At the heart of the device is the sleeve, made from a tough, but flexible, polymer material. The sleeve is free to rotate on the pipe and its traditional use has been to reduce rotary torque, drag and casing wear in high-angle, extended-reach wells. The tool has an outside diameter greater than the drill pipe tool joint, so it creates a stand-off between the tool joint, which causes the most riser damage, and the well or riser bore. Drilling mud provides lubricity for the sleeve’s fluid bearing.

To ensure that the device would maintain a stand-off from the riser and associated equipment as the drill pipe flexed, engineers ran a finite element analysis on the assembly. The results indicated that the stand-off was maintained and that high contact forces were effectively transferred through the device, so that the rotating drillstring went through the ball joint without contact.

For this well, devices were installed on each drill pipe joint covering the entire riser. Up to three protectors per drill pipe were needed per pipe length, depending on the sideloads expected. Protectors were installed 18 in. above the joint pin, another device about a foot above the first one and, if needed, a third protector in the middle of the drill pipe segment. To protect 9,000 ft of pipe, 600 – 800 protectors were needed. The protectors distributed the concentrated loads while drilling and allowed for a greatly expanded operating envelope.

Based on the results from this well, flex/ ball joint angles no longer limit drilling operations. The limiting factor in high-current operations now becomes the mooring system.

As a savings example, during a 27-day drilling period, 15 days (55%) would have resulted in interrupted operations because flex/ ball joint angles exceeded 0.5 degrees, Fig. 4. The downtime percentage for this well is higher than typical, but it demonstrates the potential to reduce costs and increase drilling time by using technology that permits continuous, uninterrupted operation.

Fig 4

Fig. 4. Of the rig’s 27 days on station, fifteen (55%) would have caused delay because flex/ ball joint angles exceeded 0.5°.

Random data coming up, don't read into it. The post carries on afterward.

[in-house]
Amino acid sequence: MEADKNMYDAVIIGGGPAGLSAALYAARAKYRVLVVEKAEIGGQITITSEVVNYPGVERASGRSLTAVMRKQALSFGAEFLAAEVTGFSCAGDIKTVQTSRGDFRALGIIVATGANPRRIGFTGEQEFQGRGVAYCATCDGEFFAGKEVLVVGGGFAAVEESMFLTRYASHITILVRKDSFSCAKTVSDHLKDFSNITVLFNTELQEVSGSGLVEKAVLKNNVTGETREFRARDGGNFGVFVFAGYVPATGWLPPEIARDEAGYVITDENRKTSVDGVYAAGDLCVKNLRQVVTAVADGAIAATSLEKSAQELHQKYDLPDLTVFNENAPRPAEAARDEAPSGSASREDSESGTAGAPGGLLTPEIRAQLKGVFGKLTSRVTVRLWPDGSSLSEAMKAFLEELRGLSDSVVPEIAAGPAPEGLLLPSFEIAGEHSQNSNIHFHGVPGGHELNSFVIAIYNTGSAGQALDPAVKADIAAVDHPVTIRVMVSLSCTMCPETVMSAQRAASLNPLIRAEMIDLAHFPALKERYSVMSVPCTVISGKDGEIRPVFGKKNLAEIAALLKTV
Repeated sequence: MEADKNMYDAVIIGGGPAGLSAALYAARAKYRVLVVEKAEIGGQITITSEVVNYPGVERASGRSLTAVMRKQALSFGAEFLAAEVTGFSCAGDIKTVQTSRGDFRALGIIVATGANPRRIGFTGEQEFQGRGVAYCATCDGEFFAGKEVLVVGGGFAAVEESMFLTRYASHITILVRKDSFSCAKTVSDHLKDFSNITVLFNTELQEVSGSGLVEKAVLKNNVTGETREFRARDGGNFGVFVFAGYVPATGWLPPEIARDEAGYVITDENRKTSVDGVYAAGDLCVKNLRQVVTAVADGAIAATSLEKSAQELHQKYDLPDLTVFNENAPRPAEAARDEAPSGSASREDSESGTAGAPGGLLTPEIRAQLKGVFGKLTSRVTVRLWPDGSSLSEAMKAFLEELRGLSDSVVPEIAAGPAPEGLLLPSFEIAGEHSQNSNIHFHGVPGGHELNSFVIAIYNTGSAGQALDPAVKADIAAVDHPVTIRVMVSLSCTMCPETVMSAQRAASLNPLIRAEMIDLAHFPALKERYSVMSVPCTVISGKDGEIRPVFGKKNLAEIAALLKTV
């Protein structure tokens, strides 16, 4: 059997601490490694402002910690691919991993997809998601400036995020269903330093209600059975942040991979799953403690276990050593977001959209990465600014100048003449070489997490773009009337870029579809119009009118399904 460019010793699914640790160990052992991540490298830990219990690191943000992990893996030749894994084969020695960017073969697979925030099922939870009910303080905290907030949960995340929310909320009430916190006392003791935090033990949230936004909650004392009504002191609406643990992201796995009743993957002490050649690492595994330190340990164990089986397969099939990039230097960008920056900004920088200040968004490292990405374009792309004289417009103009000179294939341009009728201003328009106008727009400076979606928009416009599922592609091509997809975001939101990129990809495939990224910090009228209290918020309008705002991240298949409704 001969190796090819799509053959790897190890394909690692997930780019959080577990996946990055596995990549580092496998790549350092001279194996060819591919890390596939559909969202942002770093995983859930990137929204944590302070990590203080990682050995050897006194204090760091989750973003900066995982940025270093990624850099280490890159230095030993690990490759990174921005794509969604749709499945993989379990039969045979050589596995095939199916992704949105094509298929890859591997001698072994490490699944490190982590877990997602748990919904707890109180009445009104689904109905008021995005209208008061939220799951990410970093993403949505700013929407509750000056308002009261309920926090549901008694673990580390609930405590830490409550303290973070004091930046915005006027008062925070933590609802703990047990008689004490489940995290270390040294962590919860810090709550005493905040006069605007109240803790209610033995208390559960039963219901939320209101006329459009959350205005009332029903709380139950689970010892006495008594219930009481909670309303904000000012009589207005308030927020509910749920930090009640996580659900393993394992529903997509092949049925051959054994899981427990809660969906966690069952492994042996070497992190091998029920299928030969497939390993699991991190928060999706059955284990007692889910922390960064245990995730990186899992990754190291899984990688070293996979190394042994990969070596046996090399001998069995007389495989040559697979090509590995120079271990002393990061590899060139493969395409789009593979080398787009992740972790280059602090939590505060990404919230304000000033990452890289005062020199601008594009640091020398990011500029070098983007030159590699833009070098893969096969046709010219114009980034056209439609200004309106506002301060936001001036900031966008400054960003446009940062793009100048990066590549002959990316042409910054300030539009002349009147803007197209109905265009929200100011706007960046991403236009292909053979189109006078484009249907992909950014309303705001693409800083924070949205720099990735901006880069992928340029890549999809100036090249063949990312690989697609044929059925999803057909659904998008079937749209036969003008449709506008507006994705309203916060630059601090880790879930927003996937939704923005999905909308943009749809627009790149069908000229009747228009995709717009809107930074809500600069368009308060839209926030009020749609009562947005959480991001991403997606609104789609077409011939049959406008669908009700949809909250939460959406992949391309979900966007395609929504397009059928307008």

In previous wells in the area, there were 20 lost days on average due to currents and riser deflection. The device’s use allowed drilling through the entire period and shaved two weeks off the time needed to drill the well.

At rig rates of $300,000 per day, the savings on this well was more than $4.5 million over the time the devices were installed. This was only a portion of the total time that loop currents affected operations on the rig. After completion of the well, an inspection of the drilling riser, subsea BOP and flex/ ball joint package showed that the sleeves prevented wear or damage to the components. WO



Sarah Mitchell has been a product engineer with Western Well Tool since 2000. She received her degree in Materials Engineering in 1997 from California Polytechnic State University at San Luis Obispo.


Mike Reel is worldwide drilling and completions supervisor for Pioneer Natural Resources. He has 31 years of supervisory experience in international and domestic deepwater and land drilling and completion operations. He correctly challenged the results of the one dimensional, current-affected, riser model and proved it was not accurate.

Rodney Littleton is GOM deepwater and international land drilling superintendent for Pioneer Natural Resources. He has 25 years’ experience engineering and operations. Littleton earned a BS in geological engineering from the University of Missouri at Rolla.

Rick Cody is a deepwater and land drilling and completions consultant for Pioneer Natural Resources. He has 24 years’ experience engineering and operations. He holds a BS degree in chemical engineering from Texas A&M University. He conceived the concept for the use of the NRPPs.

Hubert Stallings is worldwide drilling and completions supervisor for Pioneer Natural Resources. He has 35 years of supervisory experience in deepwater and land drilling and completion operations.